Several new studies have explored the link between jumping genes (transposons) and the ability to cause cancer in the body, once the jumping gene is inserted into specific segment of the genetic code. THe studies originating from John Hopkins University have focused on insertions of a stretch of DNA called the LINE-1 transposon, which can produce copies of itself into new areas of the genome and may interrupt normal DNA sequences.
The human genome consists of a number of DNA combinations and an estimated 17% is made up of LINE-1 copies. Previous published cases have defined cases in which new LINE-1 insertions disabled cancer-fighting genes inside tumors.
“A challenge we had to overcome to begin to answer that question was detecting new copies of LINE-1 when the human genome already contains so many — it was like finding a needle in a haystack,” said Haig Kazazian, M.D. , professor of molecular biology and genetics at the Johns Hopkins University School of Medicine’s McKusick-Nathans Institute for Genetic Medicine.
The scientists used a genetic sequencing technique to find LINE-1 insertions and analyzed the insertions in several types and stages of gastrointestinal biopsies. DNA insertions found in colon, pancreatic and gastric cancer were compared to those in healthy tissue from the same people. The study findings, published in the journal Genome Research, revealed that new insertions of the still-mobile LINE-1 transposons tended to occur early in cancer development. In total 29 new insertions were found in colon polyps, and 24 new insertions were found in samples from seven patients with pancreatic cancer. Of those, 13 were found in both the primary cancer and metastasized cancer cells, indicating that they had occurred before the tumor metastasized.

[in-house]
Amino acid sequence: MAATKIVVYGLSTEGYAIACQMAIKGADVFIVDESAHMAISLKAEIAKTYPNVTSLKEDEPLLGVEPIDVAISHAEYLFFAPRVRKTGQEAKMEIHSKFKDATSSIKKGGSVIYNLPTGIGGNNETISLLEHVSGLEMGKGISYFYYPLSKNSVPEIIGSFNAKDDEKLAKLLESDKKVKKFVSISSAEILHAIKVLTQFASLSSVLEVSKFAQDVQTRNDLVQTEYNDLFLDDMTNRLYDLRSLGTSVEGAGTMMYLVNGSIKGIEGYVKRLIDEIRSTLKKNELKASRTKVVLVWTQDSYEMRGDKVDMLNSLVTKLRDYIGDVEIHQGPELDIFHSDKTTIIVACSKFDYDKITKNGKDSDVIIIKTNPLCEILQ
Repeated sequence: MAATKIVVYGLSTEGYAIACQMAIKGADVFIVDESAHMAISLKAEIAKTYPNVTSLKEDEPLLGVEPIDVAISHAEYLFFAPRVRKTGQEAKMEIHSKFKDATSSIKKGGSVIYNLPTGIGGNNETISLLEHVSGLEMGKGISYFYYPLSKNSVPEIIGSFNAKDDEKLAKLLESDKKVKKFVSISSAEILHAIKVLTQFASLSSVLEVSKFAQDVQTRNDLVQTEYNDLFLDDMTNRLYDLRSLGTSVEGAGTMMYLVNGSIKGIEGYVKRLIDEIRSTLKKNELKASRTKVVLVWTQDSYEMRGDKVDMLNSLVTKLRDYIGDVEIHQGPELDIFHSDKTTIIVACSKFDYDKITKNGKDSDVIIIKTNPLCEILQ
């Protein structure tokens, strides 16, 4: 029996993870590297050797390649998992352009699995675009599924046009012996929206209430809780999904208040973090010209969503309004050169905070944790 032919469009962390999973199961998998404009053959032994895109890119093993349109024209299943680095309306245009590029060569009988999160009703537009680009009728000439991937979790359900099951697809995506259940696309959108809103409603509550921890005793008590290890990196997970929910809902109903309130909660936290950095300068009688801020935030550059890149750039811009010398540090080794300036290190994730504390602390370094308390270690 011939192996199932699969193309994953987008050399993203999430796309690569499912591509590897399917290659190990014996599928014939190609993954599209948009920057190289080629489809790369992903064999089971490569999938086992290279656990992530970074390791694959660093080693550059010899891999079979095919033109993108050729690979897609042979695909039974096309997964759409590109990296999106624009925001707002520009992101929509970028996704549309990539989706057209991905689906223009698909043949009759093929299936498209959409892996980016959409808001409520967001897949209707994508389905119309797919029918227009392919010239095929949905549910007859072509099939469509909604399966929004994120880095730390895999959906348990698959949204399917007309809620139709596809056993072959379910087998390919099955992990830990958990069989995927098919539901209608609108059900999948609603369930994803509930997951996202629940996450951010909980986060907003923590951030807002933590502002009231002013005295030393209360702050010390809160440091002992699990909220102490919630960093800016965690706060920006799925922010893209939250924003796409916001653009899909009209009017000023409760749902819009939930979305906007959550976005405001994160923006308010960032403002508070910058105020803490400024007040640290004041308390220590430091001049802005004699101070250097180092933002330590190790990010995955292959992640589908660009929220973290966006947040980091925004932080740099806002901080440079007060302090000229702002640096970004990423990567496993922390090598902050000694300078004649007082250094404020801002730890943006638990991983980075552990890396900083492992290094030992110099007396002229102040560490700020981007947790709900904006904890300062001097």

The second study, published in Nature Medicine, has revealed LINE-1 insertions in pancreatic cancer. Tissues obtained from autopsy results of 22 people diagnosed with pancreatic cancer revealed that 21 of the cancers had LINE-1 insertions not found in the control group consisting of health patients. LINE-1 insertions tended to occur more in metastasized tumors than in primary tumours.
The third study examined LINE-1 insertions in esophageal cancer and a condition known as Barrett’s esophagus, a precursor to cancer. New insertions were found in some but not all patients whose Barrett’s esophagus had not progressed to cancer after 15 or more years, and patients with both Barrett’s esophagus and cancer.
“The key question is whether these insertions are driving cancer development or whether they are just a byproduct of cancer,” said Kazazian.